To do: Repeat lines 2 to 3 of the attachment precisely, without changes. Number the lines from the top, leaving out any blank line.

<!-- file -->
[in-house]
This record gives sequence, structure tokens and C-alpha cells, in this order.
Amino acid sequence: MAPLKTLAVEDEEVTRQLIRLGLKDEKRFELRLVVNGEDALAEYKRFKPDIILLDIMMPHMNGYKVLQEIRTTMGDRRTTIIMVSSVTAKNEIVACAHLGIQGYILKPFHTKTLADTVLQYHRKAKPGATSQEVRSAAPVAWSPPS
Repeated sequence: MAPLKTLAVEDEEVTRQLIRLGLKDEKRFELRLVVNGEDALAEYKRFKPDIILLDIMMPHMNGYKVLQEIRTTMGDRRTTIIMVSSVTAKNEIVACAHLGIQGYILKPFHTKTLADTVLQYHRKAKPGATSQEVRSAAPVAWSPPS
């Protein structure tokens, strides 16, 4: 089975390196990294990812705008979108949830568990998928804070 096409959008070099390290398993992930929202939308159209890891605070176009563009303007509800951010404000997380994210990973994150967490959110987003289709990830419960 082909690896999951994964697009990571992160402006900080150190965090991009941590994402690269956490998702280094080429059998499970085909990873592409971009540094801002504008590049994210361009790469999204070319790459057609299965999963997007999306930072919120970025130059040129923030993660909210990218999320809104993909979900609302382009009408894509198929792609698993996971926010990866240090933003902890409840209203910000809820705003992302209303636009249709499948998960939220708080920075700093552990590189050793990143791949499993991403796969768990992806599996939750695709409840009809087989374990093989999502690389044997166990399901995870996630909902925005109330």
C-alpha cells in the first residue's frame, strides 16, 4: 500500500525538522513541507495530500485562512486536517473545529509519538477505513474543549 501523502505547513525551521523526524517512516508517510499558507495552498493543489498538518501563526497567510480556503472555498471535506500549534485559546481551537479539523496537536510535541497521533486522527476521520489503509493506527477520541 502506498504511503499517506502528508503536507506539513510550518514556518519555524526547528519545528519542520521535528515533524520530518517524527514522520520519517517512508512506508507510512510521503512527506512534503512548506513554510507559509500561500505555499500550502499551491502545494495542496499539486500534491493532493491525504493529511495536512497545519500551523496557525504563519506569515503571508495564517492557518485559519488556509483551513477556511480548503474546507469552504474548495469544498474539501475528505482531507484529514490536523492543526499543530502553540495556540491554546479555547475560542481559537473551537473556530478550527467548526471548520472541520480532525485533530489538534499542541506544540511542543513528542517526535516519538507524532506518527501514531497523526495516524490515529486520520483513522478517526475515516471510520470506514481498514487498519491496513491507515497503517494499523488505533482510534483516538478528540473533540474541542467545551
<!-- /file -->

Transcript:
This record gives sequence, structure tokens and C-alpha cells, in this order.
Amino acid sequence: MAPLKTLAVEDEEVTRQLIRLGLKDEKRFELRLVVNGEDALAEYKRFKPDIILLDIMMPHMNGYKVLQEIRTTMGDRRTTIIMVSSVTAKNEIVACAHLGIQGYILKPFHTKTLADTVLQYHRKAKPGATSQEVRSAAPVAWSPPS